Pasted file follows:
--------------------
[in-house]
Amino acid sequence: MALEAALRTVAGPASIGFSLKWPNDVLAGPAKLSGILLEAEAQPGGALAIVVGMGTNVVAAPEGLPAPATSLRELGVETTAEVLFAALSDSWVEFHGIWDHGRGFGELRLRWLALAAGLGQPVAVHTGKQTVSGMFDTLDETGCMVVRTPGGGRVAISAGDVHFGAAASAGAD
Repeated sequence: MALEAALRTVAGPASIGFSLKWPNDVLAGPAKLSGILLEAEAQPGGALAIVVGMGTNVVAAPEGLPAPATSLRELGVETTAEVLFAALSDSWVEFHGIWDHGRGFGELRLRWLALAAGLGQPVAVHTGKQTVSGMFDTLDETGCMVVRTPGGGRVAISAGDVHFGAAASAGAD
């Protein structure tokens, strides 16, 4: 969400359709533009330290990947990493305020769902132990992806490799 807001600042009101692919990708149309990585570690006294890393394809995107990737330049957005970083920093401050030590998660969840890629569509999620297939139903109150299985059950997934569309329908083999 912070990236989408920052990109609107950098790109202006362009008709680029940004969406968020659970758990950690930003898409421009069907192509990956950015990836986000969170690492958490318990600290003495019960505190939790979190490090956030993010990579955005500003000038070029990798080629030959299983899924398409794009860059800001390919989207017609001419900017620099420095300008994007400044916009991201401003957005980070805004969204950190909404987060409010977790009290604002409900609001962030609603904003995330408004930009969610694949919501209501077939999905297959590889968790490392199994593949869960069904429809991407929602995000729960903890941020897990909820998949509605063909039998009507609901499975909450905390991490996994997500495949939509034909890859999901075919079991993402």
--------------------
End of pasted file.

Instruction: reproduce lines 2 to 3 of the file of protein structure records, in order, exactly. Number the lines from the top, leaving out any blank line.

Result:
Amino acid sequence: MALEAALRTVAGPASIGFSLKWPNDVLAGPAKLSGILLEAEAQPGGALAIVVGMGTNVVAAPEGLPAPATSLRELGVETTAEVLFAALSDSWVEFHGIWDHGRGFGELRLRWLALAAGLGQPVAVHTGKQTVSGMFDTLDETGCMVVRTPGGGRVAISAGDVHFGAAASAGAD
Repeated sequence: MALEAALRTVAGPASIGFSLKWPNDVLAGPAKLSGILLEAEAQPGGALAIVVGMGTNVVAAPEGLPAPATSLRELGVETTAEVLFAALSDSWVEFHGIWDHGRGFGELRLRWLALAAGLGQPVAVHTGKQTVSGMFDTLDETGCMVVRTPGGGRVAISAGDVHFGAAASAGAD